I will add my own observation, here. Namely, that the recent decision of the pro-Bergoglian government here in Italy — which enjoys now less than 15% support in the national polls — to put the most popular politician, Matteo Salvini, on trial for delaying the disembarkation of illegal immigrants in the port of Catania for 3 days, though with the consent of key members of the current government — Salvini will be charged with kidnapping! — will have its consequences. It will produce the certainty that the day the people of Italy again have a government which supports their views on immigration, that that new government will be implacably anti-Bergoglian and disposed to use their rights, under the Lateran Pact, to resolve the problem of a Vatican out of control and operating against the canons of the Church.

In this way, the doors to the Second Synod of Sutri are being unlocked: Christ the King will have His justice executed even in this world!

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Bishop Schneider gets his Papal History wrong

henry-iii-called-the-black-holy-roman-emperor-synod-of-sutri-by-a-picture-id625398302
Henry III (1017-1056). Called the Black. Holy Roman Emperor. 3 Popes Deposed at the Synod of Sutri (1046). Engraving by A. Closs. Colored. (Photo by: PHAS/UIG via Getty Images)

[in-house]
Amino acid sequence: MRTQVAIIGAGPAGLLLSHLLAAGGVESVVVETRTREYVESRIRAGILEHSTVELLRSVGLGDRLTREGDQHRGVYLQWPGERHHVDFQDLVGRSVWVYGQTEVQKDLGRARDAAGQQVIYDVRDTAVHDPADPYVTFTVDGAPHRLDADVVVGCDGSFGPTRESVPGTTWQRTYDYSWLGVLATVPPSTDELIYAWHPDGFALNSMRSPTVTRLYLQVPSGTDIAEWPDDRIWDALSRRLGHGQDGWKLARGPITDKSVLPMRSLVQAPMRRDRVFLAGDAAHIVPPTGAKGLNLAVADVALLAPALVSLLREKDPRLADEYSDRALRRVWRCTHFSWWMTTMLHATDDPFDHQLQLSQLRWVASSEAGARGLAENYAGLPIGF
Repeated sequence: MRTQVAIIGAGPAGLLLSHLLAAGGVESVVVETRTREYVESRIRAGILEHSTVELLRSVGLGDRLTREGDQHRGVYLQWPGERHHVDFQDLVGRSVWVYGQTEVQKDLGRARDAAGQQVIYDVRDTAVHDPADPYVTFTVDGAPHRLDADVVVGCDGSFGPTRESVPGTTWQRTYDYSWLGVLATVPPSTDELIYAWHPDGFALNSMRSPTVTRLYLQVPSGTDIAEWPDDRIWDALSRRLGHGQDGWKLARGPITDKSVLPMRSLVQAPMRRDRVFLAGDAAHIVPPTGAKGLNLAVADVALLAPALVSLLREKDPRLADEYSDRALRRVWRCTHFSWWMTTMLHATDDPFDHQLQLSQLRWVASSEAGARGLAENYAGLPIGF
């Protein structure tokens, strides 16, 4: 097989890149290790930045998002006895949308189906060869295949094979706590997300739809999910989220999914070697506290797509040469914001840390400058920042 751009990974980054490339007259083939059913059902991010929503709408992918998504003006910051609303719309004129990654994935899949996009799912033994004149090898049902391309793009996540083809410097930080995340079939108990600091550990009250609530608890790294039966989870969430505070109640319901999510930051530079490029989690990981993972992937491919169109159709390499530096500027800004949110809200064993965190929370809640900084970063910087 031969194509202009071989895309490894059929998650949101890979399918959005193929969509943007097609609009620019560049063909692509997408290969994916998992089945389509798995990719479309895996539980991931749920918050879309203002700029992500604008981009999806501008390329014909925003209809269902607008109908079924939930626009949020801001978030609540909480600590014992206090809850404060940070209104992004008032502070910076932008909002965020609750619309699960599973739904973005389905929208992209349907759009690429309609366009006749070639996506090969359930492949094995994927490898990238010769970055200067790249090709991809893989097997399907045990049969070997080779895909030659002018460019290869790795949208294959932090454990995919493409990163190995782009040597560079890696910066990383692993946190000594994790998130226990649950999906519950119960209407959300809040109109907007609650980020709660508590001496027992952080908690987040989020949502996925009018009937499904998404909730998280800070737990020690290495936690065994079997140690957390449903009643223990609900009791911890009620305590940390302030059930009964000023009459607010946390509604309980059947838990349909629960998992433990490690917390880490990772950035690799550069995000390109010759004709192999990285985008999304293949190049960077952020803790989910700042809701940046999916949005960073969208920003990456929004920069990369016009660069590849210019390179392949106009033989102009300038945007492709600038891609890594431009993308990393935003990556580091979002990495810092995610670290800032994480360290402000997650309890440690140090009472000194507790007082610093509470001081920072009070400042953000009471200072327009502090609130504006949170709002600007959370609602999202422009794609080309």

In his recent article at Rorate Caeli, Auxiliary Bishop Athanasius Schneider writes a long article to quell the raging doubts Catholics now have regarding Bergoglio’s claim to the papacy.

But in that Article the learned Bishop gets his history lesson wrong, when he writes:

Popes were deposed several times by secular powers or by criminal clans. This occurred especially during the so-called dark ages (10th and 11th centuries), when the German Emperors deposed several unworthy popes, not because of their heresy, but because of their scandalous immoral life and their abuse of power. However, they were never deposed according to a canonical procedure, since that is impossible because of the Divine structure of the Church. The pope gets his authority directly from God and not from the Church; therefore, the Church cannot depose him, for any reason whatsoever.

(Emphasis added)

As I recited in my article, Yes a Pope can be canonically deposed, the history of the Papacy contradicts the Bishop’s assertion, for the Church does recognize as legitimate a Synod which canonically deposed 3 claimants to the papacy, one of which had to be the legitimate pope.

I quote my own article:

The events are summarized by John Cardinal Newman, and summarized in the Old Catholic Encyclopedia summarizes the events: